The sun is shining and with already one heatwave under the belt, the British summer is well underway. There is nothing like a spell of lovely weather to lighten the mood, lift the spirit and make you feel optimistic. It makes you feel like getting things sorted.
Until that is of course the weather forecasters warn that it will all end in a horrible thunderstorm and prophesies of torrential downpours, resulting floods and other inexorable travel interruptions and misery.
So let’s stay on the positive: barbeques, country walks, seaside walks, a glass of chilled white wine in the garden and lying back soaking in those rays. The sound of bees gorging on all the roses in full bloom, camping, canoeing, sightseeing, strawberries, and ice cream!
Who could fail to be positive about that lot?
Food poisoning, blisters, stinging nettles, midges, liver failure, hay fever, drowning, queuing, rip offs, sugar overloads and melanoma comes the response.
For every positive, there is a well-documented and sometimes scary downside. You’d never leave home if you weighed up the dangers let’s face it but we all come to an accommodation of how we battle through, weighing up the risks and trying to enjoy our days in the sun.
And talking about days in the sun the last few months have seen announcements of the deaths of some very famous individuals. I’m sure there will be a quiz question linking Ron Moody (91), Sir Christopher Lee (93), James Last (86) and Marguerite Patten (99)….all who died within 24 hours of each other. Then there was Ben. E. King, and B.B. King, I always thought they were the same person if I’m honest, which is better than thinking they were dead when they weren’t!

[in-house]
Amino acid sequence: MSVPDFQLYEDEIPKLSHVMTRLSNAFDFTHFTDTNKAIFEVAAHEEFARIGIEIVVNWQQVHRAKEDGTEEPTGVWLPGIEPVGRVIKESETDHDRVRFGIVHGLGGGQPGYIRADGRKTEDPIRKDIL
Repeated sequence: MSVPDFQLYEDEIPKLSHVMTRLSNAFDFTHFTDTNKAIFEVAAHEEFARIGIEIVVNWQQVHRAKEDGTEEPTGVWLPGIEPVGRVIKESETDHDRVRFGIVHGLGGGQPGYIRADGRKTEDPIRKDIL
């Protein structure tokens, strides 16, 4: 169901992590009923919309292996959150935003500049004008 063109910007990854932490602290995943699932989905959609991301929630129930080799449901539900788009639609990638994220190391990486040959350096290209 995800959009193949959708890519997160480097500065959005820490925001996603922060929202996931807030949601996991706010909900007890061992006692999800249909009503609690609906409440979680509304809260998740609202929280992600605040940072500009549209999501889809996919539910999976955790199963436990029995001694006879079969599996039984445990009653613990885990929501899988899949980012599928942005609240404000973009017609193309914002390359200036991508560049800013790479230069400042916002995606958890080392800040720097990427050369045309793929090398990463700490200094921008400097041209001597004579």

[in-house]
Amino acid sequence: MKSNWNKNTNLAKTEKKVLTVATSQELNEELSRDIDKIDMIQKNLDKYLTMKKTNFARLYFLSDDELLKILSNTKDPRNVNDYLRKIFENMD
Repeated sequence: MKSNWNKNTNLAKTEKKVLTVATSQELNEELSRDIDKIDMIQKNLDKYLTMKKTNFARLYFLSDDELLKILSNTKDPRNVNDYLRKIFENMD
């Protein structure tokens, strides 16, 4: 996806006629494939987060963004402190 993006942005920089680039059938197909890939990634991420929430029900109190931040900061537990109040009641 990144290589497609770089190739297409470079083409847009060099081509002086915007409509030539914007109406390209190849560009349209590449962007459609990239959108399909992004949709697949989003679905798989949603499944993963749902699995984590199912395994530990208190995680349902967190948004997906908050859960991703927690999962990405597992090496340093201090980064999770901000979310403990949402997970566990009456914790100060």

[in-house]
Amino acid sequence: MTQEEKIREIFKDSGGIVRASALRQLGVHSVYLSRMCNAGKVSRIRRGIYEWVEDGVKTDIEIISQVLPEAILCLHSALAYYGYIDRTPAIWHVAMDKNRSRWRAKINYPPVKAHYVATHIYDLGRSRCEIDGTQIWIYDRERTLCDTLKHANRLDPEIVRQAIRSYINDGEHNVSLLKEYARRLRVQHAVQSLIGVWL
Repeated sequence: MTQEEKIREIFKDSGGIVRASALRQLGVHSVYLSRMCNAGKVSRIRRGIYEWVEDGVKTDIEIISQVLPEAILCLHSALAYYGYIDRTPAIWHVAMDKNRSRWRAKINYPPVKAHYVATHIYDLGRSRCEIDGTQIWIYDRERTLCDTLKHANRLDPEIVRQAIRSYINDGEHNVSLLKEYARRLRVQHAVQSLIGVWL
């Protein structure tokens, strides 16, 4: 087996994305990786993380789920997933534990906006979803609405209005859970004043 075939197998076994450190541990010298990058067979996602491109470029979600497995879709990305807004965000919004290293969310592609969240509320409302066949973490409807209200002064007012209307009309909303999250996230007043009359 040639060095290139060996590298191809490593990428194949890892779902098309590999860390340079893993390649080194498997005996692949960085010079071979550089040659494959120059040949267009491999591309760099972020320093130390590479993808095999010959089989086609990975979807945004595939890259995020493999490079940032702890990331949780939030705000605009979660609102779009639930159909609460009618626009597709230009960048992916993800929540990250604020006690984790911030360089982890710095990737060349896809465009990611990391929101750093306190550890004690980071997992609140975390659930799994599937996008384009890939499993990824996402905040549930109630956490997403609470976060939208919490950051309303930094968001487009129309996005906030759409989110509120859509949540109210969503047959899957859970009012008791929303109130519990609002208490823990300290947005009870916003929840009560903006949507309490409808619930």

In fact, that’s my definition of ageing, when you’re not really sure which famous bod has departed the mortal coil as opposed to having ever heard of them in the first place which is the divide between teenagers and everyone else. There are of course websites where you can now look everything up but you may wonder why this sudden slightly morbid fascination with mortality? Well I blame Troika.
Ever since Troika began to be used for probate cases I’ve developed an increased interest in the list of celebrity deaths. Did they have a will? Which firm will be handling their estate, will there be a falling out of beneficiaries, etc., etc.
We test our software endlessly using real cases and imagined scenarios. We’re only human, so it helps having a focus that is a little different from the seven dwarfs and the Snow White scenario.
I can’t imagine the rich and famous not having their affairs sorted out, but like us ‘normal’ individuals it’s amazing who puts off making a will. Current estimates are that more than 60% of individuals don’t actually have their affairs in order. I can’t find any statistics on what the percentage is for those working in the industry but if you’re reading this and you haven’t made a will or reviewed your will since a major event in your life, maybe get it sorted!